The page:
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“Would you like Chocolate on your Capuchin?” said the Confused Barista

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It has begun.

The charging around from show to show like a pinball (i) spinning between bumpers. I have been fired out of the chute and have done two days at Grand Designs Live before whizzing off to the Malvern Spring Show to cavort around the stage there.

Grand Designs involved judging (with Kevin McLeod) a garden competition, giving a couple of seminars (which is what architects call talks) and, curiously, giving a cooking demonstration. Now, as some of those familiar with these pages may remember, I have written before that I am not a terribly good cook. In fact I don’t do much cooking at all – although I make very good porridge – which makes me a slightly odd choice when it comes to demonstrations. This time I made (ii) scones, mini Victoria sponges and marmite cheese straws. They were all delicious, I am obviously a very gifted cook whose light has been hidden under a bushel for the last half century. The deal is that during this demonstration I chat away about whatever comes into my head which in this case encompassed the difference between a kipper and a bloater (iii), the pros and cons of chunks in marmalade and whether cream or jam should go first when making a cream tea (depends on whether you are Cornish or Devonian).

Then Malvern, which is a show that I adore. This is my eighth year of general cavorting and it is always jolly. This year I am encumbered by the presence of my friend Mark Diacono who is running another theatre. Occasionally he is allowed into my bailiwick provided he wipes his feet and does not fart in front of the public.The weather is, as aways, changeable. The gardens are delightful, the company exquisite, the hotel food great and, to cap it off, I trashed Mark at Scrabble twice. The third time I let him beat me by a hundred points as I hate to see a rough Devonian weep.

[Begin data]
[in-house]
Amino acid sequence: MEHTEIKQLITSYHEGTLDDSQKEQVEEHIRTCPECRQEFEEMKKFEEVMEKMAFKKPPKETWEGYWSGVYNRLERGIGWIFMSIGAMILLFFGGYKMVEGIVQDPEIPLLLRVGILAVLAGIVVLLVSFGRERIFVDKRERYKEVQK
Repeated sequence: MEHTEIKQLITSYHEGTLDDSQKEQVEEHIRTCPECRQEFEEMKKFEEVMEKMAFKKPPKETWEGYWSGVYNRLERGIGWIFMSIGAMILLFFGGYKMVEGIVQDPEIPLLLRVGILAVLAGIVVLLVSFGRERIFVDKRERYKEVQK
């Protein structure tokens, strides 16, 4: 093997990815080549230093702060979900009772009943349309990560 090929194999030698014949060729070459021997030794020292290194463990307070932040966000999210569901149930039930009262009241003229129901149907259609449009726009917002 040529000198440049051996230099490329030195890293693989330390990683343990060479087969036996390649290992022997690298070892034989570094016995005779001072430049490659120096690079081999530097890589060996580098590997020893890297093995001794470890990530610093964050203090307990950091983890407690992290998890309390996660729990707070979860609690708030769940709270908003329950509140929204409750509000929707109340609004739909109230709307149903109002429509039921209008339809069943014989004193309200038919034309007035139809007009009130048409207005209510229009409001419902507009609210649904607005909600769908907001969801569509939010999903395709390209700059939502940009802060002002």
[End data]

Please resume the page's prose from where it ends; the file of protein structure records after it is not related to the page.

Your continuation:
The star turn at the show was the indefatigable Carol Klein who is always fabulous but very difficult to move around as she keeps disappearing to talk to people or buy plants. We also had Chris Beardshaw talking about his new book and assorted other delights. On the Sunday things went a bit awry and we ended up with spontaneous chaos caused by pizzas, a trio of jaunty musicians, some giveaway kohlrabi and a lot of energetic dancing. We also included singing in French, getting garden designers to sing Tragedy (the Steps version with with hand movements) and everything you ever wanted to know about olives. It stopped just short of a bacchanalian orgy. The sound guy, Chris, looked very pale by the end of it and tottered up to me and said “What exactly just happened here?” I was not quite sure myself but it was pretty jolly.